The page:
3 miles in, it was clear he was staying right where he was. On a “low to high” trail run, friends, Jack and Lindsay bracketed my son Drew between us. 12 years old, the 6.5-mile run was longer than he had ever gone before. A flat beginning along a creek, now transitioned to a series of climbs up one side of the valley wall. Though nothing brutal, the vertical was enough to take the serious fight out of most people but Drew was ready to make it clear, he was not most people.
In my son, adolescence is in its full awkward bloom. His body’s getting longer, the parts of his face look like they’re struggling to get to know each other. Cheeks that were once cherubic are sinking, his brow is dropping and his smile’s become something recognizable but not exactly familiar. The evolutionary process is both fascinating and frightening. I can’t wait to see what this growth spurt will become but I’m slightly unnerved by how quickly its happening.
A couple of years ago, Jack and I used to spend time wondering how long Drew would be able to turn early promise as a runner into vanquishing his father. At the time, I was still pretty fast and High School seemed like the most likely period for Drew to move to the front. But I’ve had a lot of injuries in the past couple of years and I’ve eaten more than I should have. In contrast, Drew’s “promise” has hardened into a cold reality. On my heels as we started climbing, his breathing quickened but didn’t labor. His tempo surged with the steepness. At the top of each climb, when I checked in with him, I could taste a bothersome confidence in his answers.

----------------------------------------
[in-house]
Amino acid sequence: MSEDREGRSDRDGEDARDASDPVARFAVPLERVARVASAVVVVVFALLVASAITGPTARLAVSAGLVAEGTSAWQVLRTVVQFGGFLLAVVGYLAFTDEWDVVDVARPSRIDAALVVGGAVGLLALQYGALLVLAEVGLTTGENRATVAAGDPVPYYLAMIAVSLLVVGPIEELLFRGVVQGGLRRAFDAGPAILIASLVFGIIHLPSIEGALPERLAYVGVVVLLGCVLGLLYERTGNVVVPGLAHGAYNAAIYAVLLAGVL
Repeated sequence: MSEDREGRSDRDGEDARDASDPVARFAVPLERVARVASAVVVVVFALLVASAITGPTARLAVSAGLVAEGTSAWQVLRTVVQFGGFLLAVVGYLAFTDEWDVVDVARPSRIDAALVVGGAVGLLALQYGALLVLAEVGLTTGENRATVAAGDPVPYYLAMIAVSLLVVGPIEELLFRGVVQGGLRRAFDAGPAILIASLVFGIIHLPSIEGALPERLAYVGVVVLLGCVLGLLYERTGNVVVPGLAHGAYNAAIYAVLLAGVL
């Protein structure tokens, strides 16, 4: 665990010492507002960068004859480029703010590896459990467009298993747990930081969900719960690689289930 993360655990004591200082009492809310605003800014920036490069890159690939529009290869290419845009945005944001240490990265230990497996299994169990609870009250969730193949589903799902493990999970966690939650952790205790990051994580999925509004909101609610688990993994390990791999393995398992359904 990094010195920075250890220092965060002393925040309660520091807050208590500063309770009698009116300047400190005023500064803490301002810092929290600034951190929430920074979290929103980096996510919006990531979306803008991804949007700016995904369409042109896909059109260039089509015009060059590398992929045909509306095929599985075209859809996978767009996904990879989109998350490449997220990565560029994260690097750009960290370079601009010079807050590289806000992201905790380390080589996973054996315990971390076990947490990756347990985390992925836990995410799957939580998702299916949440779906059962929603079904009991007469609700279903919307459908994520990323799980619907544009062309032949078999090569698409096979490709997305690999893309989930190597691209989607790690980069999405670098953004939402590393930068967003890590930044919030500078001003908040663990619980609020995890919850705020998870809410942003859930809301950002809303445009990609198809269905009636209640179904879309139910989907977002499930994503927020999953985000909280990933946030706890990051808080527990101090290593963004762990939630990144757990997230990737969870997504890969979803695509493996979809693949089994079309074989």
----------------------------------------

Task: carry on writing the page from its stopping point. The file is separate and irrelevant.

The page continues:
If you’ve ever spent a day at the beach, you might have had the unsettling realization that the little camp you’ve created to enjoy the day is suddenly about to be overrun by a rising tide. It’s on you before you know it, threatening sandcastles and blankets. You’re brilliant day now sodden by the force of nature.
Running yesterday, I felt a force of nature at my back. My twelve year old, my friend, my student is about to swallow me up. Last year, I felt it on the ski hill. He’d gone from following me down the trail to racing me. As he got closer to matching my speed, he started taking bigger risks. The kid never said a word about it but I could feel his desire growing every time out, his focus sharpening on taking me down. On the run, the distances between us had always been too big for that kind of competition. Until now. He can feel it, I’m certain of that, he may not have the idea fully formed in his head but somewhere in his cortex is a white hot signal telling him to keep pushing, something good’s going to happen.
In the 1979 film, The Great Santini, for the first time in his fictional life, Robert Duvall loses a “one on one” game of basketball to his teenaged son. Rather than conceding to the inevitable with grace, Duvall’s character reacts with outrage and tries to humiliate his son but only shames himself. I always loved this scene. To the filmmakers, I’m grateful for showing me how not to handle this seminal moment.
I don’t like losing to anyone but I’m looking forward to losing to Drew. I can feel how much the event is going to mean to him. Like an incoming tide, there’s nothing I can do about it but make way.